The Depth of Unknowing
Or, How to (Un)Know God according to Pseudo-Dionysius and Raimon Panikkar
Keywords:Pseudo-Dionysius, agnōsia, Raimon Panikkar, apophatic, cataphatic, mystical theology, experience of God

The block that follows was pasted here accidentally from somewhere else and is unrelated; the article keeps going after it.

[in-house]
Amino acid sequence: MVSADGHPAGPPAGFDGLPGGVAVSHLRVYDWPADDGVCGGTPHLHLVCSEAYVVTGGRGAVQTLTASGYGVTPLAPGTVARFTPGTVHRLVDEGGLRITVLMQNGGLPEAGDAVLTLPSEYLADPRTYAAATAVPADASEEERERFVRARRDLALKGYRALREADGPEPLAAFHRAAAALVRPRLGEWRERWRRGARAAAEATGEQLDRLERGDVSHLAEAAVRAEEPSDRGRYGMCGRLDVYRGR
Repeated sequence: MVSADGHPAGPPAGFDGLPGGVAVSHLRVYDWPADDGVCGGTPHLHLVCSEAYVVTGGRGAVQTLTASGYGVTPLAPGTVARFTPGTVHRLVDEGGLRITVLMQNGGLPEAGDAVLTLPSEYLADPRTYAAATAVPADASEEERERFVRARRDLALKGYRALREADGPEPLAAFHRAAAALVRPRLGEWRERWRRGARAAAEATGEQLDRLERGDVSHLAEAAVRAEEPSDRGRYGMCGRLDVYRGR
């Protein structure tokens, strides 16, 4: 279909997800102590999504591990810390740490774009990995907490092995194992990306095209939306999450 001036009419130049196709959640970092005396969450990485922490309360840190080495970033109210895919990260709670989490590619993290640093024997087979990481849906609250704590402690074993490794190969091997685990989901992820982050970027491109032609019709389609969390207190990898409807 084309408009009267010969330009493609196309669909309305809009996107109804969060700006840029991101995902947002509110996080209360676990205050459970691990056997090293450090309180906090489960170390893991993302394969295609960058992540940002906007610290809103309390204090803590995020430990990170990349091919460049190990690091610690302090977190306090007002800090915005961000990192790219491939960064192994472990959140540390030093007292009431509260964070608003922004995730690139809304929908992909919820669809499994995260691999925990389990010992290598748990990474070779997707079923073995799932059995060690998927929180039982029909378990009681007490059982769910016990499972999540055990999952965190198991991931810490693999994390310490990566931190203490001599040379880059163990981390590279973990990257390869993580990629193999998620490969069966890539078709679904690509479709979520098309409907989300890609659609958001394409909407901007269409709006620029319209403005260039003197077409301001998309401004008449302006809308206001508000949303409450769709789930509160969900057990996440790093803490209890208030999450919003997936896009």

What is the relevance of the sixth-century writings attributed to Dionysius of Areopagite or Pseudo-Dionysius for twenty-first-century Christianity? This article is an inquiry into the notion of divine unknowability within the Pseudo-Dionysian corpus. As a thinker who lived in an era in which great disputations over cardinal doctrines of the church had become passé, Pseudo-Dionysius seemed to have creatively used different concepts and phrases than those great thinkers before him. For Dionysius, the way to know God is to unknow (agnōsia) God, for God cannot be the object of human knowledge—God is beyond being. To posit God as being or to be existent means, therefore, idolatry, since God is that which cannot be grasped by words or human concepts. To assess this apophatic theology of Pseudo-Dionysius, I shall make use of the thinking of Raimon Panikkar who struggles against Western “strict monotheism.” Finally, I shall demonstrate the implications of the doctrine of the unknowability of God vis-à-vis modern debates on the existence of God and on atheism.
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